INTRL-GA 1746. 4 points. Linda Kirschke
This course examines the relationship between regime change, regime type and problems in international relations.
First, the course presents social science literature on democratization and the risk of war. It examines the role of civil society groups and transitional and international courts in mitigating conflict during periods of regime change. The course covers the political transitions in the Middle East and post-Communist Europe and Eurasia and analyzes variation across these cases.
Second, the course considers literature on authoritarian regimes and investigates what variables drive some authoritarian regimes to develop into “rogue states” vis-à-vis foreign powers. It addresses how the application of international sanctions impacts authoritarian regimes.
Third, the course examines how intervention by international and regional organizations affects prospects for political change. It analyzes issues surrounding international democracy promotion programs in conflict and post-conflict settings.
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Political Opinion Writing
INTRL-GA 1747. 4 points. Maha Hosain Aziz
You are graduate students in international relations. But do you have political opinions that are more enlightened than the average person talking politics? This course will make sure you do, with instruction and close guidance from Dr. Aziz, a former Businessweek and CNN columnist, and former blogger for The Huffington Post's WorldPost and The Observer who now writes for Medium.com. Initially, you will focus on political opinion writing in different media, taking a critical view of the content and writing style of published writers (including Dr. Aziz’s work in CNN, Businessweek, WorldPost, and Observer). You will briefly consider academic literature about writing techniques as well as the ability of the media to produce unbiased opinion and even influence policy. But the bulk of the course will give you the chance to create well-researched, structured, and nuanced opinion pieces on timely political issues (e.g. climate change, superpowers, economic crises, terrorism) that go beyond the obvious and reflect your advanced research degrees. In addition to your own opinion pieces that you will publish, there will be a class blog project with Dr. Aziz, like this one on the post-hegemonic international system in the Huffington Post.
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US Foreign Policy
INTRL-GA 1748. 4 points. John Fousek & Michael John Williams
Foreign Policy is the way in which a state – the primary unit for organizing world politics – interacts with the world around it. Foreign policy encompasses the establishment of alliances, the pursuit of trade objectives, the creation of military doctrine, international negotiations and the waging of war. Foreign Policy is about relations between states, but it is influenced by the domestic politics and culture of the state.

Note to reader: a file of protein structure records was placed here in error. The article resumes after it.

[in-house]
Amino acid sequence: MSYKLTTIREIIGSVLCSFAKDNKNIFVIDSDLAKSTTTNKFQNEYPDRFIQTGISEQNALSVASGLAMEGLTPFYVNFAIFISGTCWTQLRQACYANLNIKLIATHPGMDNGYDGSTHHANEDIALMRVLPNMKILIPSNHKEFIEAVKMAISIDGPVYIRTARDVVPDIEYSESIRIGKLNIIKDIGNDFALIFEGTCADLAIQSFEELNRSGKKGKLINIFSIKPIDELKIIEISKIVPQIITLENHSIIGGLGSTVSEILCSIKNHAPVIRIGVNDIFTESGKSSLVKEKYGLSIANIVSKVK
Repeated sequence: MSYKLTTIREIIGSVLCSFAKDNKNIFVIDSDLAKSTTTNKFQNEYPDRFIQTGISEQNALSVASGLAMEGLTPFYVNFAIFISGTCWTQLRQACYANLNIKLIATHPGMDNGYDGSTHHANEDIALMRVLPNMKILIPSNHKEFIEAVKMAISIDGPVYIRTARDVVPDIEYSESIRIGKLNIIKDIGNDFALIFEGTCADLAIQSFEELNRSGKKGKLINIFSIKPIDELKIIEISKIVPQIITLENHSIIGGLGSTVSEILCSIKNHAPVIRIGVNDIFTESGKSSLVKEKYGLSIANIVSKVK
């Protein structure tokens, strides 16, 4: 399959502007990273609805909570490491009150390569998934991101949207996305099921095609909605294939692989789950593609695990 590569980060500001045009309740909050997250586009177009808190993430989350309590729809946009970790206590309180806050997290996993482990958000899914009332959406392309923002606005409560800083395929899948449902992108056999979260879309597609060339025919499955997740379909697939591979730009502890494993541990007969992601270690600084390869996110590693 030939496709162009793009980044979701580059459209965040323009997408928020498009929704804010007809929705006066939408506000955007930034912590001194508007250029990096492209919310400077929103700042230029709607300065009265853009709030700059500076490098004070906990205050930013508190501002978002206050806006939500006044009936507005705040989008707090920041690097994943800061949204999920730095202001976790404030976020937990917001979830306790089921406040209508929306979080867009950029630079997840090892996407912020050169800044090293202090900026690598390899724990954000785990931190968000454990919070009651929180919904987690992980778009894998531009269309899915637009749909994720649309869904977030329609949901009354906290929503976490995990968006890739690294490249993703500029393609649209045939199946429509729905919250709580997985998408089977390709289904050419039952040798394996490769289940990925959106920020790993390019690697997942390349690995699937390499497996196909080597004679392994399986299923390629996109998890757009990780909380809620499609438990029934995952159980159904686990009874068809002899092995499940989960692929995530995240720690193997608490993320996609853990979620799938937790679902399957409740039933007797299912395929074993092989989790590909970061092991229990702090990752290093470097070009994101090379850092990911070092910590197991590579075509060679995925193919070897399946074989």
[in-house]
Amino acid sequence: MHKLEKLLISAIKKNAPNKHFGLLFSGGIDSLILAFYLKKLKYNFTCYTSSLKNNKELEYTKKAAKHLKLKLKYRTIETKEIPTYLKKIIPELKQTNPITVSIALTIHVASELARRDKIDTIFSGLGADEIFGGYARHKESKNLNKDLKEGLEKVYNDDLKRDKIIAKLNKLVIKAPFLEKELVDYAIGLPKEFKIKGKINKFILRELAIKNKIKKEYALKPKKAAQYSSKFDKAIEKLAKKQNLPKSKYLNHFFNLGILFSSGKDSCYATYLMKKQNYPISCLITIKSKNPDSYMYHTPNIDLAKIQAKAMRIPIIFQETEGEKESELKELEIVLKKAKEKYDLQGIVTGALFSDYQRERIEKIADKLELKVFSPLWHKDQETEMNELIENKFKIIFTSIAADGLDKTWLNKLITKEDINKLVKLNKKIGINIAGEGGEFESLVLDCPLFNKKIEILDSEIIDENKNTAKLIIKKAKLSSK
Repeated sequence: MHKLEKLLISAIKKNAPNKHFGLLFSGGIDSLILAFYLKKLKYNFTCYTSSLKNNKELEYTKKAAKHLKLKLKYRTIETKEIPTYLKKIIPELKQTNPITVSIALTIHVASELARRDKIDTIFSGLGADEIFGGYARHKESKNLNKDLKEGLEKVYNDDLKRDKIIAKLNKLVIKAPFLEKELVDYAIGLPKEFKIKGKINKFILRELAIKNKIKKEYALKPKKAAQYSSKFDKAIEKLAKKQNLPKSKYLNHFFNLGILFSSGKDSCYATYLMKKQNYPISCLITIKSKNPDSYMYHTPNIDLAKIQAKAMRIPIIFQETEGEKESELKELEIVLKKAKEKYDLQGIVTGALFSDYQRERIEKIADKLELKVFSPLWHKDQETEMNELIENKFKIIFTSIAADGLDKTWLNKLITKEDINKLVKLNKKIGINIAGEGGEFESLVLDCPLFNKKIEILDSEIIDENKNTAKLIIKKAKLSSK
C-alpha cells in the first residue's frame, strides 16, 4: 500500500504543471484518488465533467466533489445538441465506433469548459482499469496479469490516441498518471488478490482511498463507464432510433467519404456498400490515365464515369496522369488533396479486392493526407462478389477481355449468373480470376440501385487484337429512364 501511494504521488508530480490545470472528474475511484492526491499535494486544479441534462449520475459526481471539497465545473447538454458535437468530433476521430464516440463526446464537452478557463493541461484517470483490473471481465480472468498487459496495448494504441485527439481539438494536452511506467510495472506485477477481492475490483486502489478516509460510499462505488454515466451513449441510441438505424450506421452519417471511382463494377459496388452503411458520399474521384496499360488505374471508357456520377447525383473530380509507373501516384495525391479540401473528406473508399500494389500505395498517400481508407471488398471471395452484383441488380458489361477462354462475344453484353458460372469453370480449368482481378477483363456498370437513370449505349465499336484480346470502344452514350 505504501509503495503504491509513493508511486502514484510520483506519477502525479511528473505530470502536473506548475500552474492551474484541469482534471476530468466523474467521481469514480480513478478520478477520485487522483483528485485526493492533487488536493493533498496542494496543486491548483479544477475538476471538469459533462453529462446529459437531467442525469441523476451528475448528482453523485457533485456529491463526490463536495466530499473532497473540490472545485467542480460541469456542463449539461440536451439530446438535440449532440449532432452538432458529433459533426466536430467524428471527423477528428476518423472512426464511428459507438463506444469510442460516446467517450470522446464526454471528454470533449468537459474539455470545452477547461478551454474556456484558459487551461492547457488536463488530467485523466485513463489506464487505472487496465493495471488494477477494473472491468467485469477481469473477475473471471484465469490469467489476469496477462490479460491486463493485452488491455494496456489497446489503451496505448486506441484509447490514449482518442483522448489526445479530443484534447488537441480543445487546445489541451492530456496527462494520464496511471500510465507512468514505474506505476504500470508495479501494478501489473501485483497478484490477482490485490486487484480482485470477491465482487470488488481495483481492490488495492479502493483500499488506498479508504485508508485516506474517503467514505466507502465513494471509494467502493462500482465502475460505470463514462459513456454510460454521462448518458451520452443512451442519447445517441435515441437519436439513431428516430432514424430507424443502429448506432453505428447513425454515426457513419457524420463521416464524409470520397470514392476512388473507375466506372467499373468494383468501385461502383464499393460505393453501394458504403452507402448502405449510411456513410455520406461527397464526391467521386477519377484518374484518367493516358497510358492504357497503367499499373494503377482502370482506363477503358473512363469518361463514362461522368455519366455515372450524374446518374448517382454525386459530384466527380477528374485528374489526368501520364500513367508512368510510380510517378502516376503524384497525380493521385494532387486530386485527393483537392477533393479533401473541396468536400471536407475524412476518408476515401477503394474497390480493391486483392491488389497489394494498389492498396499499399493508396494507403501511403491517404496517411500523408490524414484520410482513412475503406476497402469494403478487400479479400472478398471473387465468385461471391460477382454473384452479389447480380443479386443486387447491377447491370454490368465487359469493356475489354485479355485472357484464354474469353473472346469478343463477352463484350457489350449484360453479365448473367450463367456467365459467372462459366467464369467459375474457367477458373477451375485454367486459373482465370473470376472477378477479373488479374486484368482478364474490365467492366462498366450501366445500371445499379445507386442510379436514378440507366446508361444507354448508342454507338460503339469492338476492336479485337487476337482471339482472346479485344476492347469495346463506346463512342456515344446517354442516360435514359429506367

This course focuses on the contemporary foreign policy of the United States of America. There are a number of ways to study foreign policy – theoretical, practical, historical, and ideological are but a few of the most popular methods. This course utilizes a synthesis of differing approaches. This course provides students with highly advanced knowledge of the key concepts, history, themes, and contemporary issues in contemporary US Foreign Policy. This course will familiarize students with theoretical explanations of US foreign policy, historical and contemporary American thinking on international affairs, the structure of foreign policymaking in Washington DC, as well as some of the major challenges facing contemporary American policy-makers.
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Political Economy of Institutions
INTRL-GA 1749. 4 points. Muserref Yetim
This course is designed to introduce graduate students to the newly emerging field of the political economy of institutions. The focus will be on institutions, their origins, evolution, purpose, and tendencies to change or stabilize. Institutions are fundamentally important for determining how both exogenous and endogenous challenges affect policy changes at both the domestic and international levels. They thus hold the key to our understanding of the conditions shaping the choices of individuals, groups, and societies and the variations in their political capacities and interests. Institutions can be formal or informal, implicit or explicit in all economic and political models. The scope of our study will go beyond the effect of institutions and the implications of different forms of institutions to explain why and how institutions are structured in certain ways and why some institutions survive and others don’t.